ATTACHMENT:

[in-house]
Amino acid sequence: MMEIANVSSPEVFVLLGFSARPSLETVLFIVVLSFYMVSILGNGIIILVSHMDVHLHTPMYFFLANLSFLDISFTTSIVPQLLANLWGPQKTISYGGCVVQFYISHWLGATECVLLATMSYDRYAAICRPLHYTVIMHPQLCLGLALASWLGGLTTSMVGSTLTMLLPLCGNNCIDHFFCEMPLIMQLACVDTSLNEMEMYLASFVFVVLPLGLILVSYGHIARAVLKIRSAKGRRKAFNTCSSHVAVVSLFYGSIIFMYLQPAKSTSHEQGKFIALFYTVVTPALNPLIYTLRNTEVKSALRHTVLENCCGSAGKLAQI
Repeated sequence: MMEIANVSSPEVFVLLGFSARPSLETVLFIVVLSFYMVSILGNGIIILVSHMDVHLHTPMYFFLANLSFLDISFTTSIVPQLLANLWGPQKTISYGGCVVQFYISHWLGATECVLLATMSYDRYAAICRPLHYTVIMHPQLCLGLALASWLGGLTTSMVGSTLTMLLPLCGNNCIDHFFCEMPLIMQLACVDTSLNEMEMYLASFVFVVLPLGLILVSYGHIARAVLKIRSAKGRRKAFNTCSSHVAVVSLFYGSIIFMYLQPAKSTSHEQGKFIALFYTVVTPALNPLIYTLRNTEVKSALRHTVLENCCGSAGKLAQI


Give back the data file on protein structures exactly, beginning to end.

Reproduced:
[in-house]
Amino acid sequence: MMEIANVSSPEVFVLLGFSARPSLETVLFIVVLSFYMVSILGNGIIILVSHMDVHLHTPMYFFLANLSFLDISFTTSIVPQLLANLWGPQKTISYGGCVVQFYISHWLGATECVLLATMSYDRYAAICRPLHYTVIMHPQLCLGLALASWLGGLTTSMVGSTLTMLLPLCGNNCIDHFFCEMPLIMQLACVDTSLNEMEMYLASFVFVVLPLGLILVSYGHIARAVLKIRSAKGRRKAFNTCSSHVAVVSLFYGSIIFMYLQPAKSTSHEQGKFIALFYTVVTPALNPLIYTLRNTEVKSALRHTVLENCCGSAGKLAQI
Repeated sequence: MMEIANVSSPEVFVLLGFSARPSLETVLFIVVLSFYMVSILGNGIIILVSHMDVHLHTPMYFFLANLSFLDISFTTSIVPQLLANLWGPQKTISYGGCVVQFYISHWLGATECVLLATMSYDRYAAICRPLHYTVIMHPQLCLGLALASWLGGLTTSMVGSTLTMLLPLCGNNCIDHFFCEMPLIMQLACVDTSLNEMEMYLASFVFVVLPLGLILVSYGHIARAVLKIRSAKGRRKAFNTCSSHVAVVSLFYGSIIFMYLQPAKSTSHEQGKFIALFYTVVTPALNPLIYTLRNTEVKSALRHTVLENCCGSAGKLAQI